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We have 60 Microbiology PhD Projects, Programmes & Scholarships for Non-European Students



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Microbiology PhD Projects, Programmes & Scholarships for Non-European Students

We have 60 Microbiology PhD Projects, Programmes & Scholarships for Non-European Students

A PhD in Microbiology would give you the opportunity to conduct an extended piece of research into microscopic organisms, including bacteria, viruses, and fungi. Most Microbiology projects are laboratory-based and cover a wide range of areas from developing novel therapeutics or innovating point of care tests for diagnosis to understanding the life cycle of a certain fungal species.

What’s it like to do a PhD in Microbiology?

Studying a PhD in Microbiology, you’ll develop a range of specialist laboratory skills particularly in microscopy, aseptic technique, and cell staining. You’ll also become proficient in techniques such as pouring agar plates and have a strong understanding of health and safety that is essential when working with Bunsen burners, which are commonly used in Microbiology. When out of the laboratory, you’ll read the literature surrounding your research topic to identify gaps in the knowledge and discover new methods.

Some typical research topics in Microbiology include:

  • Development of novel antibiotics
  • Studying bacteriophages and their potential use as therapeutics
  • Characterising the microbiome
  • Development of point of care tests for infection diagnosis
  • Investigating fungi life cycle and metabolite production
  • Studying a particular virus

The vast majority of Microbiology projects are advertised with the main aims and general span of the project determined by the supervisor in advance. Many of these have full funding attached, though some may request you find your own funding. Self-funding can be challenging due to the cost of bench fees as well as traditional PhD fees.

Proposing your own research project is rare in Microbiology, partly due to the challenge of self-funding, partly because you must find a supervisor with interests that overlap with your project and who has adequate equipment for practical work.

On a general workday, you’ll be performing experiments in the laboratory, planning out your upcoming work, writing up results and chatting to your supervisor and colleagues about your work. At the end of your PhD, you’ll submit a thesis of around 60,000 words and defend it during your viva exam.

Entry requirements

The entry requirements for most Microbiology PhD programmes involve a Masters in a subject directly related to Biology, with some experience in microbiology, at Merit or Distinction level. If English isn’t your first language, you’ll also need to show that you have the right level of language proficiency.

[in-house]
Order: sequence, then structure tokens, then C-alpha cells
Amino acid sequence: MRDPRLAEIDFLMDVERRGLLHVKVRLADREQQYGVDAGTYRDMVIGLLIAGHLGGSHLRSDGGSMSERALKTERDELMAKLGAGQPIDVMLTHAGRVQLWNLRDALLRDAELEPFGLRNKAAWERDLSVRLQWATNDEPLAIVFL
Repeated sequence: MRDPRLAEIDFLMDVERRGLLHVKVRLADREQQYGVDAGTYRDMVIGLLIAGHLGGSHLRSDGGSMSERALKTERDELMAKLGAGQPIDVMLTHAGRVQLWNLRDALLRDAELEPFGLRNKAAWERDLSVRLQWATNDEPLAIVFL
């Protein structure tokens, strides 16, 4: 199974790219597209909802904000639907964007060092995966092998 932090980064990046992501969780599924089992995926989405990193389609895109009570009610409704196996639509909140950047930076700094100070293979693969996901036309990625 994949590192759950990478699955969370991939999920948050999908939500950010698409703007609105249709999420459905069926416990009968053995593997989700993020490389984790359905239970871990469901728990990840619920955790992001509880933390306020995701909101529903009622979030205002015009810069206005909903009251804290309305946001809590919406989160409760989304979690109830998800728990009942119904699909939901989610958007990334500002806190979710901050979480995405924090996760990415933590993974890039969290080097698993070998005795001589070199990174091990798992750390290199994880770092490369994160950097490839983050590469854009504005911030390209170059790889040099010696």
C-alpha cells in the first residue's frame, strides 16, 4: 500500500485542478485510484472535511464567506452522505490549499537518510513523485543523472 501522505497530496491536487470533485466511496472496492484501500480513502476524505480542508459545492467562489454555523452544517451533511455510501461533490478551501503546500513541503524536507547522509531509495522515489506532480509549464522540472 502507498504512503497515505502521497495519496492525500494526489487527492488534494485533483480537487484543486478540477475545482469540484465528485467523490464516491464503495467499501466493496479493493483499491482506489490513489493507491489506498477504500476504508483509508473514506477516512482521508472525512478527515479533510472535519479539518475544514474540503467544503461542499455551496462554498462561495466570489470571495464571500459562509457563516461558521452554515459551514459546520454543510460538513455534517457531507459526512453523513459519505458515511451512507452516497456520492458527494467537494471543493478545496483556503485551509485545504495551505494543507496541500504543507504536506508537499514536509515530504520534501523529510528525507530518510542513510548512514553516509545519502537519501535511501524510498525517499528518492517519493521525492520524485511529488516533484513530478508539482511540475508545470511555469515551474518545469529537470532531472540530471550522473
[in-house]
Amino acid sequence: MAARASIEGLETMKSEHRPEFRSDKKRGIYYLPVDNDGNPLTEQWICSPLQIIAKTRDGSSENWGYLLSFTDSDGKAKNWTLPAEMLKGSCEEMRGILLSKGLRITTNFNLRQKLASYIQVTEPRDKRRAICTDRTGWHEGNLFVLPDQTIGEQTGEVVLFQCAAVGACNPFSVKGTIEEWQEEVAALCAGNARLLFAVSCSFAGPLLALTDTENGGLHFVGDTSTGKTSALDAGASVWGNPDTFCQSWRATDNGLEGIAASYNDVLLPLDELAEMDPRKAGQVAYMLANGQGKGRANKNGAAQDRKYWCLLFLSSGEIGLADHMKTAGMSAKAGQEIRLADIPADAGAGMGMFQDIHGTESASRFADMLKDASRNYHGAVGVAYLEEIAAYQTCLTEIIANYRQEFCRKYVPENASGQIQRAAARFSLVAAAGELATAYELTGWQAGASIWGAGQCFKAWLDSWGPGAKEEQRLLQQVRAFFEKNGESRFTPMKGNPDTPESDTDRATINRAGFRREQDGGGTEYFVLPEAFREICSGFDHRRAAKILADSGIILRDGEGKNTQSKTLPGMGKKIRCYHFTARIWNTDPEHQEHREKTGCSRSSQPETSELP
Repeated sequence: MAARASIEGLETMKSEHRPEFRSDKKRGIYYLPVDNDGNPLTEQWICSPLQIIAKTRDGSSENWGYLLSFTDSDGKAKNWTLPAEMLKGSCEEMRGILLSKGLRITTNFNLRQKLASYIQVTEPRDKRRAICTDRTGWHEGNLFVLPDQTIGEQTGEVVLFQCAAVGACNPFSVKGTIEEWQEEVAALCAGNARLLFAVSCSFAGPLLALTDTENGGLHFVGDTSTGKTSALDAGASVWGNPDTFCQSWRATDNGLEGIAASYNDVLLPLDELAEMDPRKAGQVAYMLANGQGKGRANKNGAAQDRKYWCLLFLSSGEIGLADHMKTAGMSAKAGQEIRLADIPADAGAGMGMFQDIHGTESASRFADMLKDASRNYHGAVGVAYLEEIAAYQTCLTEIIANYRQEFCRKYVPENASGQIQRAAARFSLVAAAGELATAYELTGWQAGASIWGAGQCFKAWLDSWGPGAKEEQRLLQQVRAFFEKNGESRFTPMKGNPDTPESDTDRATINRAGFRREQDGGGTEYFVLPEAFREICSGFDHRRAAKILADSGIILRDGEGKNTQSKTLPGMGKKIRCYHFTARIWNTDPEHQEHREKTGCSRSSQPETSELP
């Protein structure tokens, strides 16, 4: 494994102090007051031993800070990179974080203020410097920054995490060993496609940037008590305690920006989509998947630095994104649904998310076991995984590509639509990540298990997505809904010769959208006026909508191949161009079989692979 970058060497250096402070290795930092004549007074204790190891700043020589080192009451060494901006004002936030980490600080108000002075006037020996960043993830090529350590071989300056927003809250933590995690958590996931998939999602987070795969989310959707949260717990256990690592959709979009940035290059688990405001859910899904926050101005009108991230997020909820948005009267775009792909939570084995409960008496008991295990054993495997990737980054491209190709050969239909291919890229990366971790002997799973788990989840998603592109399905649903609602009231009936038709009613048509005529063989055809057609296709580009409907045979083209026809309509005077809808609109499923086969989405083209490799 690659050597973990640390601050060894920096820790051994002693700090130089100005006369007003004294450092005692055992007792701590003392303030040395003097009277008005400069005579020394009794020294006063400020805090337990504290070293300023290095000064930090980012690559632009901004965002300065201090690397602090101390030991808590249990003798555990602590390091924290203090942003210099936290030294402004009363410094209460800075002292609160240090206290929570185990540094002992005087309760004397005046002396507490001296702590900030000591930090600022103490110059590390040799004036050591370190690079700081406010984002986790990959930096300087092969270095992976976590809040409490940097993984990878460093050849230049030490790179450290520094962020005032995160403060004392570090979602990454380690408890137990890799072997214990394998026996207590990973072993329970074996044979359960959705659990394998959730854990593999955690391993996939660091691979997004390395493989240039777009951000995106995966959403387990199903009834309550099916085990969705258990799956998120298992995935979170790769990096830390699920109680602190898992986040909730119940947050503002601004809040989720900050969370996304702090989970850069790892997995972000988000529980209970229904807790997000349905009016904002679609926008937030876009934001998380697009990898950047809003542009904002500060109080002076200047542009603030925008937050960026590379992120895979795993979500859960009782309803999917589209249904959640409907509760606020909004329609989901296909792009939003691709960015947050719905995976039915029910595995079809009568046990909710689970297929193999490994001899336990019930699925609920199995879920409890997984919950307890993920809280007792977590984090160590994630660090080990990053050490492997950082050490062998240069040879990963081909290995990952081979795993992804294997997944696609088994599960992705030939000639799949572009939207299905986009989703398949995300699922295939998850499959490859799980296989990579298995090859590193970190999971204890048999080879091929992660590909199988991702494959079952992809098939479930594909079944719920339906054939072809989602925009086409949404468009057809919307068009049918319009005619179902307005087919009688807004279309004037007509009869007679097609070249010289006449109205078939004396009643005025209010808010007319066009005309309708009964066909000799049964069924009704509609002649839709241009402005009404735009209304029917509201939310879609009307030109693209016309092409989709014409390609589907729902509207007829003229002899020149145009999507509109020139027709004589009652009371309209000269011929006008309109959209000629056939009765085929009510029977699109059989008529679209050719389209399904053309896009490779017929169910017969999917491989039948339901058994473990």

PhD in Microbiology funding options

The research council responsible for funding Microbiology PhDs in the UK is the Biotechnology and Biological Sciences Research Council (BBSRC). They provide fully-funded studentships including a stipend for living costs, a consumables budget for bench fees and a tuition fee waiver. Students don’t apply directly to the BBSRC, you apply for advertised projects with this funding attached.

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Unlocking immune cells with tick-borne pathogens

In this project we will use tick-borne pathogenic bacteria as a molecular tool-kit for unlocking immune cells. These discoveries will help us combat tick-borne disease and provide a basis for manipulating immune cells, impacting on a wide range of diseases. Read more

Royal Society studentship - Mechanistic bases for gain of olfaction capacity in animals

Loss of the ability to smell is known as anosmia. It can occur in humans due to genetic conditions, neurodegenerative diseases such as Parkinson’s Disease and viral infections such as COVID-19. Read more

Host-pathogen interactions of bacterial membrane proteins

In this age of increasing antimicrobial resistance, bacterial infections remain a major global health burden. During infection, bacterial pathogens deliver virulence proteins into the host cells. Read more

How one archaeal cell becomes two

The origin of eukaryotic cell organisation remains one of the great unknowns in the history of life on earth. However, there is growing consensus that eukaryotes likely arose from a merger between an Asgard archaeal cell and an alpha-proteobacterial cell over a billion years ago. Read more

Eco-evolutionary causes and genomic consequences of synergistic coevolution

The Department of Ecology at the School of Biology/Chemistry is seeking to appoint a Research Assistant (m/f/d) (salary grade E 13 TV-L, 65%) to commence at the earliest possible date. Read more

Faculty of Science, Masaryk University

Embark on an enriching academic journey with our esteemed doctoral degree programs in various scientific fields. Read more

(WIS) Exploring macrophage function in oral health and inflammation

The project will be undertaken at two locations - the University of Manchester and Weizmann Institute of Science, Israel. The time spent at each institution is flexible and will be determined by project progression. Read more

Medical Research Council (MRC) Parkinson’s Disease and Neurodegeneration PhD Programme 2024

We are seeking bright and enthusiastic young students to join a new PhD programme at the MRC PPU dedicated to understanding the cellular mechanisms underlying Parkinson's disease and other neurodegenerative diseases. Read more

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